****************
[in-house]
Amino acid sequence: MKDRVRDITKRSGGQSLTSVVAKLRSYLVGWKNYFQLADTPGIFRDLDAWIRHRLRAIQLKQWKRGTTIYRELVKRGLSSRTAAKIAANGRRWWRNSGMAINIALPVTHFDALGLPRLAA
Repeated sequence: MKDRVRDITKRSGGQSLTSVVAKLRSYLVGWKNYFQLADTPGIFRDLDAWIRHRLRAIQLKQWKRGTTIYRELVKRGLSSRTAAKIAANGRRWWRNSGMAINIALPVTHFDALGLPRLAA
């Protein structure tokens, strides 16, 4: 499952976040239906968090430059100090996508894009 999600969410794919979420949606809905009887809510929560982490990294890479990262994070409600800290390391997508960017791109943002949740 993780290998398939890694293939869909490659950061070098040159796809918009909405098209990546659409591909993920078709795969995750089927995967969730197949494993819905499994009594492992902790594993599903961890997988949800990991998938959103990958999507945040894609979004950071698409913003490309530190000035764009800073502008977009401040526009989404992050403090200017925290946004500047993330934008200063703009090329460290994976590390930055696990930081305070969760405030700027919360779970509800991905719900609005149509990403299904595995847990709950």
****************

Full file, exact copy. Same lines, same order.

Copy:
[in-house]
Amino acid sequence: MKDRVRDITKRSGGQSLTSVVAKLRSYLVGWKNYFQLADTPGIFRDLDAWIRHRLRAIQLKQWKRGTTIYRELVKRGLSSRTAAKIAANGRRWWRNSGMAINIALPVTHFDALGLPRLAA
Repeated sequence: MKDRVRDITKRSGGQSLTSVVAKLRSYLVGWKNYFQLADTPGIFRDLDAWIRHRLRAIQLKQWKRGTTIYRELVKRGLSSRTAAKIAANGRRWWRNSGMAINIALPVTHFDALGLPRLAA
């Protein structure tokens, strides 16, 4: 499952976040239906968090430059100090996508894009 999600969410794919979420949606809905009887809510929560982490990294890479990262994070409600800290390391997508960017791109943002949740 993780290998398939890694293939869909490659950061070098040159796809918009909405098209990546659409591909993920078709795969995750089927995967969730197949494993819905499994009594492992902790594993599903961890997988949800990991998938959103990958999507945040894609979004950071698409913003490309530190000035764009800073502008977009401040526009989404992050403090200017925290946004500047993330934008200063703009090329460290994976590390930055696990930081305070969760405030700027919360779970509800991905719900609005149509990403299904595995847990709950």